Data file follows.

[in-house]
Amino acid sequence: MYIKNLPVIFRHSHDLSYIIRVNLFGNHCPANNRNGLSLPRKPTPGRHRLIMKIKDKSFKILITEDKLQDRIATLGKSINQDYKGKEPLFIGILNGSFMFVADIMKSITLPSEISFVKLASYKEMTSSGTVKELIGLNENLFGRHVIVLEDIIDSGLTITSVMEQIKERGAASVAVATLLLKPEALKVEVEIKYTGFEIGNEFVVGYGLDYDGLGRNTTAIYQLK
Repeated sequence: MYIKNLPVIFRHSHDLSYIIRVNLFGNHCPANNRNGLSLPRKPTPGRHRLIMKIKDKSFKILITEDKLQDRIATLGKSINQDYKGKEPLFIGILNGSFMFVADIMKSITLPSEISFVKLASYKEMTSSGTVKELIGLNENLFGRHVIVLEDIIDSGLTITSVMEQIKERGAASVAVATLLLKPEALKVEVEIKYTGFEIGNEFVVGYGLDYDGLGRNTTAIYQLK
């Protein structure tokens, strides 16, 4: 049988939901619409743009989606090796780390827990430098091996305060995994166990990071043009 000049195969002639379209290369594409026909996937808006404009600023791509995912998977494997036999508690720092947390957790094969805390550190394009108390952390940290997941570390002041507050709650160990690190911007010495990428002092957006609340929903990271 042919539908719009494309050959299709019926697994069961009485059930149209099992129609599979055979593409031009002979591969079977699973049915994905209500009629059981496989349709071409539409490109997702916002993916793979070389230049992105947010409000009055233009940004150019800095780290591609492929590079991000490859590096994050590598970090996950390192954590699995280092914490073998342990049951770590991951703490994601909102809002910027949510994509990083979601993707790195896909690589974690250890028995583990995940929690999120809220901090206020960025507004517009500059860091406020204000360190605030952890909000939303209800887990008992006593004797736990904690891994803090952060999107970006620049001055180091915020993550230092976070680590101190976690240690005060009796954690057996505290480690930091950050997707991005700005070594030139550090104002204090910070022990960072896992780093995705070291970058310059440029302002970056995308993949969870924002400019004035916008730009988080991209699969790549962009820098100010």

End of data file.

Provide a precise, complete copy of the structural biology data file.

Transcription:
[in-house]
Amino acid sequence: MYIKNLPVIFRHSHDLSYIIRVNLFGNHCPANNRNGLSLPRKPTPGRHRLIMKIKDKSFKILITEDKLQDRIATLGKSINQDYKGKEPLFIGILNGSFMFVADIMKSITLPSEISFVKLASYKEMTSSGTVKELIGLNENLFGRHVIVLEDIIDSGLTITSVMEQIKERGAASVAVATLLLKPEALKVEVEIKYTGFEIGNEFVVGYGLDYDGLGRNTTAIYQLK
Repeated sequence: MYIKNLPVIFRHSHDLSYIIRVNLFGNHCPANNRNGLSLPRKPTPGRHRLIMKIKDKSFKILITEDKLQDRIATLGKSINQDYKGKEPLFIGILNGSFMFVADIMKSITLPSEISFVKLASYKEMTSSGTVKELIGLNENLFGRHVIVLEDIIDSGLTITSVMEQIKERGAASVAVATLLLKPEALKVEVEIKYTGFEIGNEFVVGYGLDYDGLGRNTTAIYQLK
């Protein structure tokens, strides 16, 4: 049988939901619409743009989606090796780390827990430098091996305060995994166990990071043009 000049195969002639379209290369594409026909996937808006404009600023791509995912998977494997036999508690720092947390957790094969805390550190394009108390952390940290997941570390002041507050709650160990690190911007010495990428002092957006609340929903990271 042919539908719009494309050959299709019926697994069961009485059930149209099992129609599979055979593409031009002979591969079977699973049915994905209500009629059981496989349709071409539409490109997702916002993916793979070389230049992105947010409000009055233009940004150019800095780290591609492929590079991000490859590096994050590598970090996950390192954590699995280092914490073998342990049951770590991951703490994601909102809002910027949510994509990083979601993707790195896909690589974690250890028995583990995940929690999120809220901090206020960025507004517009500059860091406020204000360190605030952890909000939303209800887990008992006593004797736990904690891994803090952060999107970006620049001055180091915020993550230092976070680590101190976690240690005060009796954690057996505290480690930091950050997707991005700005070594030139550090104002204090910070022990960072896992780093995705070291970058310059440029302002970056995308993949969870924002400019004035916008730009988080991209699969790549962009820098100010």